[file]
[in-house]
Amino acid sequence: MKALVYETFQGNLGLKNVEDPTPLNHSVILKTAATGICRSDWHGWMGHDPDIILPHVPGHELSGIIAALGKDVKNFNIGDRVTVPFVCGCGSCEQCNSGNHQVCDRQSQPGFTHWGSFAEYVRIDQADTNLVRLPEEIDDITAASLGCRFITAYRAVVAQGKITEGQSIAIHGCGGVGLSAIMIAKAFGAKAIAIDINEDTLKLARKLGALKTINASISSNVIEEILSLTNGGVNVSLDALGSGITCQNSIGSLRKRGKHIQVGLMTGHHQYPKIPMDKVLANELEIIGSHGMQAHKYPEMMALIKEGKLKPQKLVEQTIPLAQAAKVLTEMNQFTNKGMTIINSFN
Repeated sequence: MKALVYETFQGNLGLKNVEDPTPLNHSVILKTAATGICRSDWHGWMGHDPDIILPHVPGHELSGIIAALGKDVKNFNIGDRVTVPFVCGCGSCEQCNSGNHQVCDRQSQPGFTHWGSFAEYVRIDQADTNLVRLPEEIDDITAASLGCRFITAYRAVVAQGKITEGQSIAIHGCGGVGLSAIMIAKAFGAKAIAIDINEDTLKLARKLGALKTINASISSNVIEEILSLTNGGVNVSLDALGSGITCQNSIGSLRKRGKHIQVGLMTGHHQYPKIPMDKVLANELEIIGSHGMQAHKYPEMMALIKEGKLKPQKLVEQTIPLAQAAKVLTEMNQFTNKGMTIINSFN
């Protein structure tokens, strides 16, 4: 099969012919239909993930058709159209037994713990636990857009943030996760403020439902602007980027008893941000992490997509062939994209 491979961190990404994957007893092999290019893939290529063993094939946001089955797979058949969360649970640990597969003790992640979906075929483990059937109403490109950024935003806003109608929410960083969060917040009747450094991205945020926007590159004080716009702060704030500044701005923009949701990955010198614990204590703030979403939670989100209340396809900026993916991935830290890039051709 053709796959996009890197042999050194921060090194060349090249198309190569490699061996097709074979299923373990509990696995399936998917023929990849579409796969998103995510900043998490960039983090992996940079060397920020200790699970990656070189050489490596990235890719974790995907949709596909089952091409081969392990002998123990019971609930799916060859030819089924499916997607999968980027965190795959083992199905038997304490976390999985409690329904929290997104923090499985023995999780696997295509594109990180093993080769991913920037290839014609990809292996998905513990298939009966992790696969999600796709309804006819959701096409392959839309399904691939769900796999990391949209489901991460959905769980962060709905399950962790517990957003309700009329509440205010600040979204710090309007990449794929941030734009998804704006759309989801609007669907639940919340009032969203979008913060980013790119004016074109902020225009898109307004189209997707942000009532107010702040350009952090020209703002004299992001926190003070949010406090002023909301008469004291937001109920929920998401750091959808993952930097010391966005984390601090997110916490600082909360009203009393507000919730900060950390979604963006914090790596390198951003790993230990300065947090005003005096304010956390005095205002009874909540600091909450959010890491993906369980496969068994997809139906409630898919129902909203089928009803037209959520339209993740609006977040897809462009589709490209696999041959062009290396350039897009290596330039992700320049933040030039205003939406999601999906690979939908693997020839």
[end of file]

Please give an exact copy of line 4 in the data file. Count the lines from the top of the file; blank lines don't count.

């Protein structure tokens, strides 16, 4: 099969012919239909993930058709159209037994713990636990857009943030996760403020439902602007980027008893941000992490997509062939994209 491979961190990404994957007893092999290019893939290529063993094939946001089955797979058949969360649970640990597969003790992640979906075929483990059937109403490109950024935003806003109608929410960083969060917040009747450094991205945020926007590159004080716009702060704030500044701005923009949701990955010198614990204590703030979403939670989100209340396809900026993916991935830290890039051709 053709796959996009890197042999050194921060090194060349090249198309190569490699061996097709074979299923373990509990696995399936998917023929990849579409796969998103995510900043998490960039983090992996940079060397920020200790699970990656070189050489490596990235890719974790995907949709596909089952091409081969392990002998123990019971609930799916060859030819089924499916997607999968980027965190795959083992199905038997304490976390999985409690329904929290997104923090499985023995999780696997295509594109990180093993080769991913920037290839014609990809292996998905513990298939009966992790696969999600796709309804006819959701096409392959839309399904691939769900796999990391949209489901991460959905769980962060709905399950962790517990957003309700009329509440205010600040979204710090309007990449794929941030734009998804704006759309989801609007669907639940919340009032969203979008913060980013790119004016074109902020225009898109307004189209997707942000009532107010702040350009952090020209703002004299992001926190003070949010406090002023909301008469004291937001109920929920998401750091959808993952930097010391966005984390601090997110916490600082909360009203009393507000919730900060950390979604963006914090790596390198951003790993230990300065947090005003005096304010956390005095205002009874909540600091909450959010890491993906369980496969068994997809139906409630898919129902909203089928009803037209959520339209993740609006977040897809462009589709490209696999041959062009290396350039897009290596330039992700320049933040030039205003939406999601999906690979939908693997020839």